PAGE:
Baltimore Planning Commission Approves Update to Zoning Code

CPHA intern Jason Robertson discusses the importance of reducing alcohol outlet density with Mayor Rawlings-Blake as she signs a letter of support for the TransForm Baltimore bill. Over 30 other Citizens including police officers voiced their concerns and wrote letters of support to send their  City Council Members.

CPHA intern Jason Robertson discusses the importance of reducing alcohol outlet density with Mayor Rawlings-Blake as she signs a letter of support for the TransForm Baltimore bill. Over 30 other Citizens including police officers voiced their concerns and wrote letters of support to send their City Council Members.

On March 22, the update to Baltimore’s 40-year-old zoning code was approved by the Baltimore Planning Commission. The law also includes maps, diagrams and charts for quick examination and is intended to make Baltimore’s zoning more understandable.

The commission held more than a half-dozen public meetings across the city within the past year in order to get the opinions of residents and business owners about the proposed changes. Two of those hearings dealt solely with liquor store zoning. Community input was critical to the planning commission’s recommendation, particularly in regard to the portion of the Bill that intends to reduce alcohol outlet density.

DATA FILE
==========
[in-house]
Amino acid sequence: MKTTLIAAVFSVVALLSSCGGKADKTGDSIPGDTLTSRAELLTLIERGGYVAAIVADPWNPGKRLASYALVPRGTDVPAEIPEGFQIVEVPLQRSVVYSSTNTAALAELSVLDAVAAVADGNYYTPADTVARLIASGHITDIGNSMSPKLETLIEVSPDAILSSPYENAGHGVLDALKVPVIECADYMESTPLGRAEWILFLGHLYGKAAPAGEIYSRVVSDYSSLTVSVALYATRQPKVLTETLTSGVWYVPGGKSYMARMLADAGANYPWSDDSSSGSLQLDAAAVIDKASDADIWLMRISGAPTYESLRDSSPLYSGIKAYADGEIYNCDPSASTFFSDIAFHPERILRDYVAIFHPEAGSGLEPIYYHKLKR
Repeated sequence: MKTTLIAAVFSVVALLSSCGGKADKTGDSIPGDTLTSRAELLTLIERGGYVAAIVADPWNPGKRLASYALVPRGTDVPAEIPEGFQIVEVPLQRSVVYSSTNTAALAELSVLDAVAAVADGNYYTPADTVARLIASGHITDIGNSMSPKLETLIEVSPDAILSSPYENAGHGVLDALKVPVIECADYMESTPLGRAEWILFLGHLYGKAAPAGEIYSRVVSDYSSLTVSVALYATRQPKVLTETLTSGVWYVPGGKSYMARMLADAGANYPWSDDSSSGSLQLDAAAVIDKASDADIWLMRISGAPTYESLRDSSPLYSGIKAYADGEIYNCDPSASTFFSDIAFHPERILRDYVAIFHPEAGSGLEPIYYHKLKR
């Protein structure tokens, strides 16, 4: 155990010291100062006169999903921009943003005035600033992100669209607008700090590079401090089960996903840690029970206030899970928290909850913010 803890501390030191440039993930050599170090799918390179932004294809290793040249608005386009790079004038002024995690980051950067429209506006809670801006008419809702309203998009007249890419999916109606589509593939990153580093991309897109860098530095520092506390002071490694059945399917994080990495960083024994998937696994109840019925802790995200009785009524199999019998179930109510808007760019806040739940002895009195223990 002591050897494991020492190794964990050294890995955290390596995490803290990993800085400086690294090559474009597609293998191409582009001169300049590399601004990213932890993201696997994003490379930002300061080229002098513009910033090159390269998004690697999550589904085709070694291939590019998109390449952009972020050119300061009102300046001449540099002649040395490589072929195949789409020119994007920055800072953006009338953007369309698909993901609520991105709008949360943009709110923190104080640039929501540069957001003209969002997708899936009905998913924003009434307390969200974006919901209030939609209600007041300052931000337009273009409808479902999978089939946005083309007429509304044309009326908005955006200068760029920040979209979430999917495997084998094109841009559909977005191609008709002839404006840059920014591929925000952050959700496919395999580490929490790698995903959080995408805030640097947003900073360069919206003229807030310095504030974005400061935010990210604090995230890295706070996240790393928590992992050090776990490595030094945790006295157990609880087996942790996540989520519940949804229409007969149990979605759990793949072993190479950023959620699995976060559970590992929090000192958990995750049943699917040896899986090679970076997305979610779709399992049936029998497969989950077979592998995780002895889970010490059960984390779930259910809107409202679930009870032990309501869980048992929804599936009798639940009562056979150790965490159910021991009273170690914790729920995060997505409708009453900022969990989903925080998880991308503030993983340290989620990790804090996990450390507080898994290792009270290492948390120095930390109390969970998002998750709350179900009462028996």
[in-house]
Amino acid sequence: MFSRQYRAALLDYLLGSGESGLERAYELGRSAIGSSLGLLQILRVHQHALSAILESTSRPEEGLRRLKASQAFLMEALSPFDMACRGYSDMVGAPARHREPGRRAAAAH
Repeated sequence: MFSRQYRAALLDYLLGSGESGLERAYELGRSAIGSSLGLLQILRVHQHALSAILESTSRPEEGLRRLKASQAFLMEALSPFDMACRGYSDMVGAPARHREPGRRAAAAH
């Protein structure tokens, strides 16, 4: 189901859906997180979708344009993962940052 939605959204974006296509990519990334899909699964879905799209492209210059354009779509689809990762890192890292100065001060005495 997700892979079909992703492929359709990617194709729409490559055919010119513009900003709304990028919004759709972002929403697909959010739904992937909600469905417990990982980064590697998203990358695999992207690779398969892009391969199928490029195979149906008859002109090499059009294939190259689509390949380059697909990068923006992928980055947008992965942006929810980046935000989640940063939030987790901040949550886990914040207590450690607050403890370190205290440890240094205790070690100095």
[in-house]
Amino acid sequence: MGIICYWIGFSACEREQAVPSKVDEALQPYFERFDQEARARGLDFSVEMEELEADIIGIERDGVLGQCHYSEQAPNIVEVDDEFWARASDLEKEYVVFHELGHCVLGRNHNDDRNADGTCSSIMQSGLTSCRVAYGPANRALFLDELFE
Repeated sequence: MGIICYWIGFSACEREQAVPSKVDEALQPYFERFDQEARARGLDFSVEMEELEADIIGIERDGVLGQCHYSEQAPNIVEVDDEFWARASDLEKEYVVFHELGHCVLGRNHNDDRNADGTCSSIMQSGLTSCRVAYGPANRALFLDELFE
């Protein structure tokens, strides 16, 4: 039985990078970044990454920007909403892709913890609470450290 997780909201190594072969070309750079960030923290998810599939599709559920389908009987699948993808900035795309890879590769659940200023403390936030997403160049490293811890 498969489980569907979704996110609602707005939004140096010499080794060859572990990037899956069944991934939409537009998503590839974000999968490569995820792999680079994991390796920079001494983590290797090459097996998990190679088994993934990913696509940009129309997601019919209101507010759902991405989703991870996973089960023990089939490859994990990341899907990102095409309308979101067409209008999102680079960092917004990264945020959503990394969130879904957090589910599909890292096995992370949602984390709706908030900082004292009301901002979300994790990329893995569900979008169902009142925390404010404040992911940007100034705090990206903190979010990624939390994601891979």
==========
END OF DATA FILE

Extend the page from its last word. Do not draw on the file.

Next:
There are roughly 1,300 active liquor licenses in Baltimore, and the zoning rewrite prohibits about 100 of these stores, only those packaged good stores that are located on residential streets,  from selling alcohol. The majority of the commissioners noted that these stores contribute to poor health and violence when making their decision.

The legislation gives these liquor stores a two-year period to comply to the residential zoning that surrounds them and phase out the sale of liquor. The commission noted the opportunity for neighborhood necessities, like healthy groceries, to be sold in these spaces. The Bill also prohibits new liquor stores from locating within 300 feet of existing liquor stores and requires “tavern” licenses to comply with their “tavern” license and sell primarily for on-site liquor consumption.

CPHA supports this decision as the Bill supports a healthy, inclusive Baltimore.

The Bill now moves to City Council with the first hearing schedule for April 3.

For more information on the coming hearing, click here.

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Manyi Abangma

Manyi Abangma

This article was written by Manyi Abangma and edited by Michael Snidal. Click here to meet our writing team.
Manyi Abangma

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